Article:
Next to me are two books: Kind of Minds by Daniel Dennett, and The Essentials of Mysticism by Evelyn Underhill. The twelfth edition, water damaged, makes claims tentatively offered and supported by ancient mystics qualifying everything, as if they might be saying too much by saying anything at all.
Contrast that with Dennett’s claim, “You great, great…. Grandmother was a robot! Not only are you descended from such macromolecular robots but you are composed of them: your hemoglobin molecules, your antibodies…”
Both volumes fall apart in my hand, literally.
(‘Literally’ – as if writing something down, making it literature, which certainly must be the underlying assumption of the expression, makes it really true. The expression ‘literally’ entails so many implicit assumptions regarding the primacy of mental activity and expression over the thing itself, but I digress.)
Dennett uses robots metaphorically here. The biological being who created robots is now described as that which is created, the terms of the metaphor becoming an odd example of circular reasoning. This is not at all what he is talking about. He is pointing beyond the expression, and that extension of meaning is precisely the point. It’s not that we can’t get there from here; here is all there is. Dennett’s insistence on this point makes me aware that I have given short shrift to the here and now. Focusing on Kenny’s out-of-body experiences of death and rebirth, I missed Kyle’s moments of wisdom and failed to follow Trey Parker and Matt Stone into the twenty-first-century gaming world. Here. Now.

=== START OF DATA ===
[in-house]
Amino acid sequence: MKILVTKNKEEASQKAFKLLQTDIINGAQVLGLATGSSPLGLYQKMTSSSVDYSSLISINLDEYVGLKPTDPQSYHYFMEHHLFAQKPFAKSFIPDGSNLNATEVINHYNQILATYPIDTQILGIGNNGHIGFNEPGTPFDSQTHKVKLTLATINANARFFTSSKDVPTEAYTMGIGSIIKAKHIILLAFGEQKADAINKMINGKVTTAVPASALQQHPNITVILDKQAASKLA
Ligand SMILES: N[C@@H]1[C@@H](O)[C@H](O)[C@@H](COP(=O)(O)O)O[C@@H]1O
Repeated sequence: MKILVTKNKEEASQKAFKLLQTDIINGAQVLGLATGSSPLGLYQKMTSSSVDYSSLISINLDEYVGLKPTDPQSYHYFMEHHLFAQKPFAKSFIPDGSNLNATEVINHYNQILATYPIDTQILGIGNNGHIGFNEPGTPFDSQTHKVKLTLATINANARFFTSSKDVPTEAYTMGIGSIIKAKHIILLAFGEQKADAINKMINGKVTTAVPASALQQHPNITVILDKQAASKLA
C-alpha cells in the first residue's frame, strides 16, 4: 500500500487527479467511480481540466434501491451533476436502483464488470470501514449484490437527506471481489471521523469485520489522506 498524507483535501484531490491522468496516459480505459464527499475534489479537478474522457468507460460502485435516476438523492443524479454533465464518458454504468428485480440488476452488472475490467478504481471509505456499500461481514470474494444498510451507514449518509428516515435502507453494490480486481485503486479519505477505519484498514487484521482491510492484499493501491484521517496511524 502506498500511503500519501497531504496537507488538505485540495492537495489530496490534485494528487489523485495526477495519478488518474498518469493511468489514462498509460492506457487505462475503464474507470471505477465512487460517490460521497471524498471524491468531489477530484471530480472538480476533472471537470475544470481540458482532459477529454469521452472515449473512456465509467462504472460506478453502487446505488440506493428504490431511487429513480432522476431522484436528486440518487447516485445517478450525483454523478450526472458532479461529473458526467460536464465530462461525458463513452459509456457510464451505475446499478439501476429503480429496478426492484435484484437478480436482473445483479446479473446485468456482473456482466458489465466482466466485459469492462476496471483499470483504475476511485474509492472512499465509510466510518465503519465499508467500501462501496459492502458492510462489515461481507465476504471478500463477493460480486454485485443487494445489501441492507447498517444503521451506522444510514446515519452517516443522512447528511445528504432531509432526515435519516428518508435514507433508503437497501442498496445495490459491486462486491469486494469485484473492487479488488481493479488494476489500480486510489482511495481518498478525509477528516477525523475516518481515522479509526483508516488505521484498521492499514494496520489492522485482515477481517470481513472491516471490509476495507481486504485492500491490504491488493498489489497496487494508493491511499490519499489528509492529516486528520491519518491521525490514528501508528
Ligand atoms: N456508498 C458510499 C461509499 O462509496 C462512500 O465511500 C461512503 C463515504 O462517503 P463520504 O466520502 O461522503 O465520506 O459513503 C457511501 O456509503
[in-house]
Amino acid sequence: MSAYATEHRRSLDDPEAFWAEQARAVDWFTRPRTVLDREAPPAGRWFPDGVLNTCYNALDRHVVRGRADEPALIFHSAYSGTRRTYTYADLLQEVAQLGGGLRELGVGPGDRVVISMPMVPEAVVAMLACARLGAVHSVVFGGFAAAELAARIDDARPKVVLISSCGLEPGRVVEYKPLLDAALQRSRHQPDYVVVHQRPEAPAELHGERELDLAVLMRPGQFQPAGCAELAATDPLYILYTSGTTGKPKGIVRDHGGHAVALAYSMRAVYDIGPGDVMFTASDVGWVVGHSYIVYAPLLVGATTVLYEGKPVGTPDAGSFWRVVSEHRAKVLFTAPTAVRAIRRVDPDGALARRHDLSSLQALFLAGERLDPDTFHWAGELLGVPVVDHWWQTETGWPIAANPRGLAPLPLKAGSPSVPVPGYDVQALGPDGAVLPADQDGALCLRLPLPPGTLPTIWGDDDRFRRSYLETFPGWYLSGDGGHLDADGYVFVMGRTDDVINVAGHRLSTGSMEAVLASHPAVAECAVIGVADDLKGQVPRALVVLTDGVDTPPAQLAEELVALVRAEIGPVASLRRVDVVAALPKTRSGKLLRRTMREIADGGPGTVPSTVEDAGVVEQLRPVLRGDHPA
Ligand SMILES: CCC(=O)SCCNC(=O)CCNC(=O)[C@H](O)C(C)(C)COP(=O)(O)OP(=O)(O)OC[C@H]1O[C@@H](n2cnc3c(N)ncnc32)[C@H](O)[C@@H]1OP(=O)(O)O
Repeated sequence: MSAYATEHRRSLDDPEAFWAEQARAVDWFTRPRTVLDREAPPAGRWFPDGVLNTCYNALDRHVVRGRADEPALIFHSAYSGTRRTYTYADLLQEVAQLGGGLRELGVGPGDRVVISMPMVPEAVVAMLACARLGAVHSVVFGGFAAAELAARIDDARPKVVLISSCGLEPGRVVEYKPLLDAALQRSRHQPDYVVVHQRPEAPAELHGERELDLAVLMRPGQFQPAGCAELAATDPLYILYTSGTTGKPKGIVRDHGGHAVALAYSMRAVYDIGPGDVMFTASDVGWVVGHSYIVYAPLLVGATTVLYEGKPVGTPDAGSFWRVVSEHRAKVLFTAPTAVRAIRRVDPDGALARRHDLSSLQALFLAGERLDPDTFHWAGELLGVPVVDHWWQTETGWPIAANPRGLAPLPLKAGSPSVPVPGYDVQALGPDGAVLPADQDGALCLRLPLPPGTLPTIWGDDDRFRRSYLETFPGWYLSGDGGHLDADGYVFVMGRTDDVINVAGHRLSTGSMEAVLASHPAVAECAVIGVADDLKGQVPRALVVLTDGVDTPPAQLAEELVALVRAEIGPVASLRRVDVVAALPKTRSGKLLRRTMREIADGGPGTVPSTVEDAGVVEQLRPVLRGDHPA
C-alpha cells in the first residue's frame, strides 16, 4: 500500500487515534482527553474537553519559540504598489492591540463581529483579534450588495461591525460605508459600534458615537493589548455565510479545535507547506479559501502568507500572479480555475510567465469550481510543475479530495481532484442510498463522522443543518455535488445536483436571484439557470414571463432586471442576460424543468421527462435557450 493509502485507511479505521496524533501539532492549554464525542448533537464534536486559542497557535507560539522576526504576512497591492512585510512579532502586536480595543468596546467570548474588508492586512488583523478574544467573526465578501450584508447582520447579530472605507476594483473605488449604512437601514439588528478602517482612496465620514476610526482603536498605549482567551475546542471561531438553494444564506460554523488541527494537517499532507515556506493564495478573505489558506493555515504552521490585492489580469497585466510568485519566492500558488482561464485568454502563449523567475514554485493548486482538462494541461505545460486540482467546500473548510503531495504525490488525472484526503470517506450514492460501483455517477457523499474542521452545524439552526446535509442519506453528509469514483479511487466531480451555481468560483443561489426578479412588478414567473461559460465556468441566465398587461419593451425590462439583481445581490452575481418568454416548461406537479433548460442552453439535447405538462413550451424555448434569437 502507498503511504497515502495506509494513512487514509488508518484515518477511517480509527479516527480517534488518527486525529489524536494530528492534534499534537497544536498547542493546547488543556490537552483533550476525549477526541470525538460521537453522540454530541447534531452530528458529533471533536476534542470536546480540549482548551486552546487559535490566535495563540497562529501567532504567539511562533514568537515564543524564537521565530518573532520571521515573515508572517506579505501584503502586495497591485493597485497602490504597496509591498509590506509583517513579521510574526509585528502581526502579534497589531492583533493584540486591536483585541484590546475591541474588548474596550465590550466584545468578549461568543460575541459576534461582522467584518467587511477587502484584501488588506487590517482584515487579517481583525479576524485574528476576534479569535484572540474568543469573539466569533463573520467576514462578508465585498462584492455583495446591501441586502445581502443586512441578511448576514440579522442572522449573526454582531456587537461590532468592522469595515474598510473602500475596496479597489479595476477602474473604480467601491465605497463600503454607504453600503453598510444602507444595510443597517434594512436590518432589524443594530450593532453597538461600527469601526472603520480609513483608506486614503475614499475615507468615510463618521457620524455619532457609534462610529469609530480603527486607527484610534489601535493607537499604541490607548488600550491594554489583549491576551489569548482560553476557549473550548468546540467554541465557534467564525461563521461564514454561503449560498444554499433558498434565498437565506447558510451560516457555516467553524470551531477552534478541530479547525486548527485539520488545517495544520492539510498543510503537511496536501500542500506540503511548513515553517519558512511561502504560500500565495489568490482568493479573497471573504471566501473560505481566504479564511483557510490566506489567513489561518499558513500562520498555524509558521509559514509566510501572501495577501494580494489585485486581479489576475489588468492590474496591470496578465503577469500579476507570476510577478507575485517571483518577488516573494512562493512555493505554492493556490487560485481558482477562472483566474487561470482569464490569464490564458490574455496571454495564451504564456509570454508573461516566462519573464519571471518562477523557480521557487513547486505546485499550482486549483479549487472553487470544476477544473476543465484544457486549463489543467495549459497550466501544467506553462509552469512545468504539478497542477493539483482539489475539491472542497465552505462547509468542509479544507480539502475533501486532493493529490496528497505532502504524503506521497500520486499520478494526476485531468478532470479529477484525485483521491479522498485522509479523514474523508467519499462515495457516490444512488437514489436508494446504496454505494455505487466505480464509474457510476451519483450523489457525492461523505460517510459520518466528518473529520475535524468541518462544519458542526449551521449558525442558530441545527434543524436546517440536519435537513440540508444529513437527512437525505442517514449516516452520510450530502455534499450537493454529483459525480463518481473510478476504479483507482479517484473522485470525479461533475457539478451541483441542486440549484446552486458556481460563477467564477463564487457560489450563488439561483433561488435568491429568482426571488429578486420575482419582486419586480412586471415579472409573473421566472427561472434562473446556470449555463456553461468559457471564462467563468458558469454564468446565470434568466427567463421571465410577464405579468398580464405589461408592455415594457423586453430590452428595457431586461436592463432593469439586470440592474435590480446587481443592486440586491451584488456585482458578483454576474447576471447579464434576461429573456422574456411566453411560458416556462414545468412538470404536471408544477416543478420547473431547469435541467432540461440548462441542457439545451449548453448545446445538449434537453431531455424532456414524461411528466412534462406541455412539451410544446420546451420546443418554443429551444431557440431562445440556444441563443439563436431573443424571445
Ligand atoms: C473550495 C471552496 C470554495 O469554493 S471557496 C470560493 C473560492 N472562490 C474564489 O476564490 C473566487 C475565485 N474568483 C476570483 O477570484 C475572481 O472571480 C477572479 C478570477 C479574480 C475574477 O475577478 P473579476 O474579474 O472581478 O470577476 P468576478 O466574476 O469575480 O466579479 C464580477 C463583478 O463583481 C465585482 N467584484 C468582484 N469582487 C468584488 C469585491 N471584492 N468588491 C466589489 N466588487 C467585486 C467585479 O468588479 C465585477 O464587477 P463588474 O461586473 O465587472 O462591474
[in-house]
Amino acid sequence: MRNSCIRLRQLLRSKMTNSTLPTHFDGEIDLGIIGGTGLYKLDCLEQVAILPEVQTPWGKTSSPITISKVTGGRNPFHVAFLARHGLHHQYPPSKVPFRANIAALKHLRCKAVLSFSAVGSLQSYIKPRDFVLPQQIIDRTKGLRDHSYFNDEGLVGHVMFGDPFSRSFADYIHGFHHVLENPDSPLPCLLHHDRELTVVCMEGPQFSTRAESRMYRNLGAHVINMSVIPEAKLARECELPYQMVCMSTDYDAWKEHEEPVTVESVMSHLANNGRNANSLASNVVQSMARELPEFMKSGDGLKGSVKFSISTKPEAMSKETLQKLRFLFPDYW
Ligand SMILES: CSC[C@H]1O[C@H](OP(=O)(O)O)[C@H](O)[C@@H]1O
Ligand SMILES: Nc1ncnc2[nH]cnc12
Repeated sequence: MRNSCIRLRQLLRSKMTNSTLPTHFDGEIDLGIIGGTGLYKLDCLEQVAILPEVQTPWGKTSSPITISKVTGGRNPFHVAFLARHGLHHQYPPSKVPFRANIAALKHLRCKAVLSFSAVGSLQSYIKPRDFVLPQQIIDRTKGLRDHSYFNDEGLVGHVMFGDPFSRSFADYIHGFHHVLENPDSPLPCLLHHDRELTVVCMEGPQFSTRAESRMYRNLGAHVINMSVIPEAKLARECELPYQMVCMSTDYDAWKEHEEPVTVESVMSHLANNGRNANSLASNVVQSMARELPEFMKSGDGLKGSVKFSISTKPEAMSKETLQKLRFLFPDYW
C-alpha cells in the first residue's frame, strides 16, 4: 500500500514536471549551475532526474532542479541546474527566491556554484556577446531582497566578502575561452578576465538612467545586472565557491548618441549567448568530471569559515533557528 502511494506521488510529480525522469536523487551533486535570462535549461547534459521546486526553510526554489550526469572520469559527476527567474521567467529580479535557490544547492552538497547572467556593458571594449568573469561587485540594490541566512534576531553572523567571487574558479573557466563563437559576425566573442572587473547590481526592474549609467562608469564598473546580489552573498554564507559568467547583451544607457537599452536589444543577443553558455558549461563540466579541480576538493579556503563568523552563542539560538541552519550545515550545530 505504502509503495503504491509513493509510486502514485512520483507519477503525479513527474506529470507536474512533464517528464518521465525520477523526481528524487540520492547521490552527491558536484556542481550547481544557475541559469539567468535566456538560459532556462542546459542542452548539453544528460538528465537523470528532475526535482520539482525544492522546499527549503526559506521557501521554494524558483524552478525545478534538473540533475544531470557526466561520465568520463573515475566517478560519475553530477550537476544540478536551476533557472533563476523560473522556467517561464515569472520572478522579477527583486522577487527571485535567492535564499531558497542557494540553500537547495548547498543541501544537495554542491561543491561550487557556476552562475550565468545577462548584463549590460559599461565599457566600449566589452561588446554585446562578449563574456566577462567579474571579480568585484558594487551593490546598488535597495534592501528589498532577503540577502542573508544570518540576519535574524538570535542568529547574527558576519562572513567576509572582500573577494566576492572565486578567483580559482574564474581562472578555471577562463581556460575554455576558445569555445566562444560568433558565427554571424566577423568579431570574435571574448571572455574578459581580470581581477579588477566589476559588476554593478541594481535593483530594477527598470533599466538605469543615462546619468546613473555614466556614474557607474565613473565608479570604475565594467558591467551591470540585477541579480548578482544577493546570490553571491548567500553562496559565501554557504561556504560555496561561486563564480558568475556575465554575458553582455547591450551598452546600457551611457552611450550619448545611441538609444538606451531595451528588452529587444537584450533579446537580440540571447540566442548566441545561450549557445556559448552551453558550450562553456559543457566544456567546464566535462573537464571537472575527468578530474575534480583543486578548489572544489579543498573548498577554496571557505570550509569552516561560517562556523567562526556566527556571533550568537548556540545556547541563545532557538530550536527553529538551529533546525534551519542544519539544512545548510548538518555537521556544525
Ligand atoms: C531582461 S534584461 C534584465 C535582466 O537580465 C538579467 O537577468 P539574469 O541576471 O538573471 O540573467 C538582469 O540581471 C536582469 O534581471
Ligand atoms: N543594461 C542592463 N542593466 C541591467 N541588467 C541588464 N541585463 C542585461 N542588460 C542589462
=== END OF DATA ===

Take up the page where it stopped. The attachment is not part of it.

Here. Now in Toronto two brothers are sitting on a couch fighting over the console while I help their grandmother set up for dinner. They are having some difficulty keeping up with their cousin who complains, “That isn’t fair. I’m not … What are you doing?” The cousin is playing with them from Mexico City. The oldest of the three, eight years old. He’s going to quit if they don’t start playing fair.
Distances are diminished in this gaming world that is as familiar to these three boys as the four-square painted on the asphalt in playgrounds of yesteryear, and today. These three cousins get together apart from cyberspace and might play four-square, their physical world seamlessly integrated across North America and through cyberspace. These boys are not robots. Robots are just their tools, not unlike the spoon I use to serve soup. Dennett’s reductionism isn’t helpful in figuring out what is happening here. The cousin in Mexico is now thoroughly annoyed. “I’m hanging up now!” Felt-space is bigger; for these boys it’s the entire continent and their playground.